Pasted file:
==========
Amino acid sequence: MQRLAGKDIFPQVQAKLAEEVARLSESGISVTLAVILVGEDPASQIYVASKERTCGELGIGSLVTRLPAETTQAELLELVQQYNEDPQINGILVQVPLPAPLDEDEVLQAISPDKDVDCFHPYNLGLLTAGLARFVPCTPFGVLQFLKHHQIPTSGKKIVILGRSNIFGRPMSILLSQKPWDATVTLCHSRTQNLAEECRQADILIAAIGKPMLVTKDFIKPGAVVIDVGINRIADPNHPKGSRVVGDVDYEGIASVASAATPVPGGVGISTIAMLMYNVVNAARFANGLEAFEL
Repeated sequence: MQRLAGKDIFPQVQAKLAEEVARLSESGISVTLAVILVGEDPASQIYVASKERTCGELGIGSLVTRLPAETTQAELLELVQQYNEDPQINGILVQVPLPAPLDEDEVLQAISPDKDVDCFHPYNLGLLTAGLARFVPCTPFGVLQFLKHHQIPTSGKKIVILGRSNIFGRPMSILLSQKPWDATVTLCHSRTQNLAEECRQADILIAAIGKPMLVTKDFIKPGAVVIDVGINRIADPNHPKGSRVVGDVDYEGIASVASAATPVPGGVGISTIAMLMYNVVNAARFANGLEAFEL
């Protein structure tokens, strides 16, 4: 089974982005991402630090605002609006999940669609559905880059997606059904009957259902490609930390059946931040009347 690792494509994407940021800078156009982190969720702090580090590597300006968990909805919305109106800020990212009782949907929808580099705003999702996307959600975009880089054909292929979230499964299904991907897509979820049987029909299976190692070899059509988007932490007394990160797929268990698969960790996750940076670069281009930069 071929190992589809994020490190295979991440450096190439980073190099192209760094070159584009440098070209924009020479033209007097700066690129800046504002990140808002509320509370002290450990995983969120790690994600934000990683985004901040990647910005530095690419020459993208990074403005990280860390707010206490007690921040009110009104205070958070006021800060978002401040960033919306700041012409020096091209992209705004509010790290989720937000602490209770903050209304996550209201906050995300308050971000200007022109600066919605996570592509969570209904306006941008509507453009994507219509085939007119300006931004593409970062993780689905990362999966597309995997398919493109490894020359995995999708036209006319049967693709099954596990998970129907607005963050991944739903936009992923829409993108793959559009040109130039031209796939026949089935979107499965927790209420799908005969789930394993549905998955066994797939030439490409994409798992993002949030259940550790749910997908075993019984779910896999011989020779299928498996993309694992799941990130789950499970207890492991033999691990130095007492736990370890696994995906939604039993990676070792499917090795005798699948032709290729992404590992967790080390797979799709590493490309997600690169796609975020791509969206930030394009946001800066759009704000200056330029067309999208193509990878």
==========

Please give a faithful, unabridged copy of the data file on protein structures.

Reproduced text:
Amino acid sequence: MQRLAGKDIFPQVQAKLAEEVARLSESGISVTLAVILVGEDPASQIYVASKERTCGELGIGSLVTRLPAETTQAELLELVQQYNEDPQINGILVQVPLPAPLDEDEVLQAISPDKDVDCFHPYNLGLLTAGLARFVPCTPFGVLQFLKHHQIPTSGKKIVILGRSNIFGRPMSILLSQKPWDATVTLCHSRTQNLAEECRQADILIAAIGKPMLVTKDFIKPGAVVIDVGINRIADPNHPKGSRVVGDVDYEGIASVASAATPVPGGVGISTIAMLMYNVVNAARFANGLEAFEL
Repeated sequence: MQRLAGKDIFPQVQAKLAEEVARLSESGISVTLAVILVGEDPASQIYVASKERTCGELGIGSLVTRLPAETTQAELLELVQQYNEDPQINGILVQVPLPAPLDEDEVLQAISPDKDVDCFHPYNLGLLTAGLARFVPCTPFGVLQFLKHHQIPTSGKKIVILGRSNIFGRPMSILLSQKPWDATVTLCHSRTQNLAEECRQADILIAAIGKPMLVTKDFIKPGAVVIDVGINRIADPNHPKGSRVVGDVDYEGIASVASAATPVPGGVGISTIAMLMYNVVNAARFANGLEAFEL
């Protein structure tokens, strides 16, 4: 089974982005991402630090605002609006999940669609559905880059997606059904009957259902490609930390059946931040009347 690792494509994407940021800078156009982190969720702090580090590597300006968990909805919305109106800020990212009782949907929808580099705003999702996307959600975009880089054909292929979230499964299904991907897509979820049987029909299976190692070899059509988007932490007394990160797929268990698969960790996750940076670069281009930069 071929190992589809994020490190295979991440450096190439980073190099192209760094070159584009440098070209924009020479033209007097700066690129800046504002990140808002509320509370002290450990995983969120790690994600934000990683985004901040990647910005530095690419020459993208990074403005990280860390707010206490007690921040009110009104205070958070006021800060978002401040960033919306700041012409020096091209992209705004509010790290989720937000602490209770903050209304996550209201906050995300308050971000200007022109600066919605996570592509969570209904306006941008509507453009994507219509085939007119300006931004593409970062993780689905990362999966597309995997398919493109490894020359995995999708036209006319049967693709099954596990998970129907607005963050991944739903936009992923829409993108793959559009040109130039031209796939026949089935979107499965927790209420799908005969789930394993549905998955066994797939030439490409994409798992993002949030259940550790749910997908075993019984779910896999011989020779299928498996993309694992799941990130789950499970207890492991033999691990130095007492736990370890696994995906939604039993990676070792499917090795005798699948032709290729992404590992967790080390797979799709590493490309997600690169796609975020791509969206930030394009946001800066759009704000200056330029067309999208193509990878």